Spanish group PharmaMar’s novel cancer drug Yondelis has now been launched in the UK, bringing new hope to the 1,350 patients diagnosed with soft tissue sarcomas each year.

Yondelis (trabectedin), a marine-based anticancer drug derived from the sea-squirt, is the first new treatment approved for patients with advanced soft tissue sarcoma in over two decades, the group claims, and has been cleared for use as a second-line therapy when standard treatments have failed.

“This is good news for soft tissue sarcoma patients in the UK since we have few effective drugs for the 50%, or so, of patients who develop distant metastases (tumour spread),” commented Professor Ian Judson, Professor of Cancer Pharmacology at the Royal Marsden Hospital in London. “These patients require chemotherapy, which can be highly toxic and is often ineffective, [but] trabectedin is a reasonably well-tolerated therapeutic option which can benefit patients after failure of current standard first-line treatments,” he explained.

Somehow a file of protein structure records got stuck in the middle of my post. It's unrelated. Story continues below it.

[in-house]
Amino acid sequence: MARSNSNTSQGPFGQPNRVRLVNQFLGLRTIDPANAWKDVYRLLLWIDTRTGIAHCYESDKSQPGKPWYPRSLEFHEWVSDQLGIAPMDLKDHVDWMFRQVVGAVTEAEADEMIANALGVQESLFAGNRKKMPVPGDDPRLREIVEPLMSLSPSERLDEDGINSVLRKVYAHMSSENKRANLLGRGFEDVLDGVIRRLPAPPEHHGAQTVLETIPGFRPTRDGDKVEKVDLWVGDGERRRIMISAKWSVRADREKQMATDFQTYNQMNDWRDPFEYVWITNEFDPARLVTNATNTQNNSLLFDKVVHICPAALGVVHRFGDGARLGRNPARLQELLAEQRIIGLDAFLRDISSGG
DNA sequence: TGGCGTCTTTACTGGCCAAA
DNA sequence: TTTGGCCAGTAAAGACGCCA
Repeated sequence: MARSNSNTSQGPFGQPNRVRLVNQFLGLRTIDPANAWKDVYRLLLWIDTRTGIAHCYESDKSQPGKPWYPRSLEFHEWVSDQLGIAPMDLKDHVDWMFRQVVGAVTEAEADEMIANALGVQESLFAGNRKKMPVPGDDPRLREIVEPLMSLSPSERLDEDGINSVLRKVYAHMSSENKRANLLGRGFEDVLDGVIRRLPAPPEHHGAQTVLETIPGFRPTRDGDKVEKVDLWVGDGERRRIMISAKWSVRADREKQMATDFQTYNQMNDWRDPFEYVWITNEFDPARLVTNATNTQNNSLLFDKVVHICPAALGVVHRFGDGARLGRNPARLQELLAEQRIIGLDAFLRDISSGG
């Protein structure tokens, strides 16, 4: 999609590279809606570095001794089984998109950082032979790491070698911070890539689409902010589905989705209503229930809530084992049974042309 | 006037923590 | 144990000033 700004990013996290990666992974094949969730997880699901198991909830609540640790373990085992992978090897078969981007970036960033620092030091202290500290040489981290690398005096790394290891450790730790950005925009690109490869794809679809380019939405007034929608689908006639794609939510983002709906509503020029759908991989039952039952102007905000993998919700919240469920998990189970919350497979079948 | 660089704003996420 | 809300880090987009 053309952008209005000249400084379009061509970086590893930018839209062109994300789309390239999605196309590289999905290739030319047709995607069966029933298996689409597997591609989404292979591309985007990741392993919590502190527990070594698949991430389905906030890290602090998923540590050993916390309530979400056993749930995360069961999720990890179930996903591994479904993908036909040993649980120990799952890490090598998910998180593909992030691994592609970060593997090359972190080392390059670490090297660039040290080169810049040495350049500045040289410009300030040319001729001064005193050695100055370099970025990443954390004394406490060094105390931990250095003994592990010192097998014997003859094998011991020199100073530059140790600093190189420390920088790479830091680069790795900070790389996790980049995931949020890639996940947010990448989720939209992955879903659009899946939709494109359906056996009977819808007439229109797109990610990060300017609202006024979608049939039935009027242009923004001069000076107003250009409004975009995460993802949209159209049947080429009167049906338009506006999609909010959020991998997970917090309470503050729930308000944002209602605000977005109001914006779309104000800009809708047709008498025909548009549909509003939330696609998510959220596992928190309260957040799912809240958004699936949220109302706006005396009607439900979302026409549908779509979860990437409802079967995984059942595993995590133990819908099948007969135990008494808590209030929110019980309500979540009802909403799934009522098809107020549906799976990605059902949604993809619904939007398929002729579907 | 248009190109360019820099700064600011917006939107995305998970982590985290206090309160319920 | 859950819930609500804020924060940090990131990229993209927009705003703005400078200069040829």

There are more than 50 different types of soft tissue sarcomas, a group of diverse and tumours that occur in soft tissues such as fat, muscles, nerves and lymph vessels. The prognosis for patients with metastases is particularly bleak, as most die within eight-twelve months and the five-year survival rate just 10%-15%, the firm said.

Treatment options are fairly limited, with systematic chemotherapy the gold standard when complete reaction of metastases is not possible, but response rates are just 10%-25%, underscoring the urgent need for effective alternatives.

Tumour control
Yondelis finally received its European green light in September 2007, after a series of delays, on the back of clinical studies showing that the drug was able to control tumour growth in around 50% of patients, including those whose sarcoma had progressed in spite of chemotherapy. Furthermore, the agent seems to be relatively well-tolerated, and the most common side effects were “non-cumulative, reversible and manageable” in most cases, the group said.

PharmaMar is certainly hopeful in Yondelis’ potential as an anticancer agent. A pivotal Phase III trial is currently testing the drug in ovarian cancer, and Phase II studies are underway in prostate and breast cancers. If approved in all these indications, analysts think the agent could generate peak sales of more than 1 billion euros a year.